Despite years of official efforts to end the problem of banks that are too big to fail, many of the world’s biggest and most systemically important institutions have less capital put aside than smaller lenders — an anomaly causing concern to regulators.
Figures from the Basel Committee for Banking Supervision’s monitoring report earlier in September showed that G-SIBs’ average common equity Tier 1 ratio of 11.7% at the end of 2015 was lower than the 11.8% for the top 100 large internationally active banks, and compared to 13.1% for 128 smaller banks.
G-SIBs will be required to hold at least 16% of their risk-weighted assets in TLAC instruments, which includes most CET1 and can be written off or converted into equity in a crisis, by 2019, and 18% from 2022. This is meant to ensure that there is no repeat of the costly public bailouts which followed the collapse of Lehman Brothers, when authorities were afraid that allowing big banks to go under would endanger the financial system as a whole.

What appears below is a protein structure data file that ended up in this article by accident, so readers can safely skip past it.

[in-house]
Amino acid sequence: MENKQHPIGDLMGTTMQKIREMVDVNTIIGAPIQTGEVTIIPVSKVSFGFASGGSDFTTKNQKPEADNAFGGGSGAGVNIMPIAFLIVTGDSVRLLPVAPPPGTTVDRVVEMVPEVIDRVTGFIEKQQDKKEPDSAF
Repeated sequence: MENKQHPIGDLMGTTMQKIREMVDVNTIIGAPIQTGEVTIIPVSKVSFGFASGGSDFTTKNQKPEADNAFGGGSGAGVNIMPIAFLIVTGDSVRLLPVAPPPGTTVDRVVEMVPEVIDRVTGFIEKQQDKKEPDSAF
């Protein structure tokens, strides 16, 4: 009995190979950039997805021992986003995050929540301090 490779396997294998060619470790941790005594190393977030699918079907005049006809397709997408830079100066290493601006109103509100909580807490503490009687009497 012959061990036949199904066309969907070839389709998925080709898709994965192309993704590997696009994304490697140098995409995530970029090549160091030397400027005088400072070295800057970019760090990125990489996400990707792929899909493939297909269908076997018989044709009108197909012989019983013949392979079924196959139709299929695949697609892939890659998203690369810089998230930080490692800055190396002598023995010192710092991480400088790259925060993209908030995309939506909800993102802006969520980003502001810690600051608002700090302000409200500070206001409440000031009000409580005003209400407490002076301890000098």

Bank of New York Mellon Corp.’s CET1 capital ratio, using the advanced approach, was 9.5% at the end of last year; using the standardized approach it was 10.2%. UniCredit SpA’s was 10.9% and that of Deutsche Bank AG, whose litigation costs and sluggish investment bank have raised investor fears about capital erosion, was 11.1%. By the end of the second quarter, UniCredit’s ratio had deteriorated to 10.3% and Deutsche’s to 10.8%.
G-SIBs have already increased their CET1 capital by 65% since the middle of 2011, according to the Basel Committee. Stress tests and ring-fencing legislation also aim to reduce the chances of banking failure, and to ensure that, if it does occur, investors and not the public bear the cost.
The increased capital demands have already sapped banking profits, with two thirds of Europe’s top 30 banks reporting a decline in return on equity in the first half of this year, and only seven making double-digit returns.
Next Finance , September 2016
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